Wageningen University
& ICOS Netherlands


Documentation - CTE2016
Biosphere Oceans Observations Fires Fossil Fuel TM5 Nested Model Assimilation
To learn more about a CarbonTracker Europe component, click on one of the above images.
Or download the full PDF version for convenience.

Fossil Fuel Module [go to top]
1.   Introduction
Human beings first influenced the carbon cycle through land-use change. Early humans used fire to control animals and later cleared forest for agriculture. Over the last two centuries, following the industrial and technical revolutions and the world population increase, fossil fuel combustion has become the largest anthropogenic source of CO2. Coal, oil and natural gas combustion indeed are the most common energy sources in both developed and developing countries. Various sectors of the economy rely on fossil fuel combustion: power generation, transportation, residential/commercial building heating, and industrial processes. In 2014, the world emissions of CO2 from fossil fuel burning, cement manufacturing, and flaring reached 9.85 PgC and stayed almost constant in 2015 at 9.86 PgC (1 PgC=1015 grams of carbon) [CDIAC]. The largest share of CO2 emissions to the atmosphere from fossil fuel burning was in China: 29% in 2017, followed by the USA (14%), Europe/EU28 (10%) and India (7%).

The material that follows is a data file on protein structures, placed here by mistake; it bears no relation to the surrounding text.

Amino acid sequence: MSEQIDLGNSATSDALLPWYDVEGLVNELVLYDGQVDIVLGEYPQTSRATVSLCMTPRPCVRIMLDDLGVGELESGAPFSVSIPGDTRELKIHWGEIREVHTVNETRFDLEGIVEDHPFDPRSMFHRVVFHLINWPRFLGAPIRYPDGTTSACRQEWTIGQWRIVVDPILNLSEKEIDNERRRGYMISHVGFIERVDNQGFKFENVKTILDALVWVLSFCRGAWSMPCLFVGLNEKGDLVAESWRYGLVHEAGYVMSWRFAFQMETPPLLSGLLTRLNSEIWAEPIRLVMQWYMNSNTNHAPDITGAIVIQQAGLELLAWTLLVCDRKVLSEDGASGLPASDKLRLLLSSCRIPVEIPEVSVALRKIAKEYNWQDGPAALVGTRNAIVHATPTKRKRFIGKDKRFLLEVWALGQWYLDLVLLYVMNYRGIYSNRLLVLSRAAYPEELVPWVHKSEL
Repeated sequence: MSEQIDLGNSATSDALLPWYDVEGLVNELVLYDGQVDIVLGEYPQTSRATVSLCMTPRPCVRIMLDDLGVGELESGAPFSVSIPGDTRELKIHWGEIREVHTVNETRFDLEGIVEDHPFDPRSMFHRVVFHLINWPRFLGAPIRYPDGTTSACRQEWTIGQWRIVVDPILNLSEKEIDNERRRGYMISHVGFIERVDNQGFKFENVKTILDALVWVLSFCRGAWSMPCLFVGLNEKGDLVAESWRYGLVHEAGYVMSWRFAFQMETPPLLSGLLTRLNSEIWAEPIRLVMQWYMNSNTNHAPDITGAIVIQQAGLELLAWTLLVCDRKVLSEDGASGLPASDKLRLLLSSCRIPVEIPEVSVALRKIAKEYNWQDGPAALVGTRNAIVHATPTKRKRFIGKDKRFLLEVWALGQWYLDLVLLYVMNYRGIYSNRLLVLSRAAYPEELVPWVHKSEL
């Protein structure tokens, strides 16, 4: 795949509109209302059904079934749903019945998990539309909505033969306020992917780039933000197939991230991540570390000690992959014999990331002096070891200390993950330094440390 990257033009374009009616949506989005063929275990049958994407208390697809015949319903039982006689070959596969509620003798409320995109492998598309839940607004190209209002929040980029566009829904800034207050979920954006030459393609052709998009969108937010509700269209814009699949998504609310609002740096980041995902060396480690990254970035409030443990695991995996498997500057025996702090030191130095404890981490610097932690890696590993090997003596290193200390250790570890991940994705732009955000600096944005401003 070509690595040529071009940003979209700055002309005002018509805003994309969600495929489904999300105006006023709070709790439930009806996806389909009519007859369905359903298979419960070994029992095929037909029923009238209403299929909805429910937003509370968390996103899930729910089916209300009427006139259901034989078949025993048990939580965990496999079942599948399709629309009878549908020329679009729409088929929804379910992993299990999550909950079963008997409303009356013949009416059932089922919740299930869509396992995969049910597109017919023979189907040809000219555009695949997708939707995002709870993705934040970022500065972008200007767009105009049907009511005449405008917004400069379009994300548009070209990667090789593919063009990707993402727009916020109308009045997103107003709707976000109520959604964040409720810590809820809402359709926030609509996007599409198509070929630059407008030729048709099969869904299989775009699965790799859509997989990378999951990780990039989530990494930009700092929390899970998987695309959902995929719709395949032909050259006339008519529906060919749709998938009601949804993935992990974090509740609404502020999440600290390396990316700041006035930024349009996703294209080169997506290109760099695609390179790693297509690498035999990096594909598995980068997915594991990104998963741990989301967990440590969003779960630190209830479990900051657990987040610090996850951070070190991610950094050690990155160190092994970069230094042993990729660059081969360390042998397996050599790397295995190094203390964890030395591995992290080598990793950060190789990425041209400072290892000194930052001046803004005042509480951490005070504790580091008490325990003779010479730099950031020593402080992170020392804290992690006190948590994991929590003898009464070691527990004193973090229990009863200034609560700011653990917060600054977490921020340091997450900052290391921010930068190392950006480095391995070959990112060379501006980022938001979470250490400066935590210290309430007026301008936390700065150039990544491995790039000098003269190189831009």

2.   Detailed Description
The fossil fuel emission inventory used in CarbonTracker Europe is the one constructed for the CARBONES project by USTUTT/IER. It uses emissions from the EDGAR 4.2 database together with country and sector specific time profiles derived by IER. A detailed description of the construction of the product is found here. The global total emissions for 2000-2017 were scaled to the global totals used in the Global Carbon Budget 2017. An individual trend per continent/Transcom region was applied in this scaling.

3.   Further Reading




Copyright Wageningen University, October 2018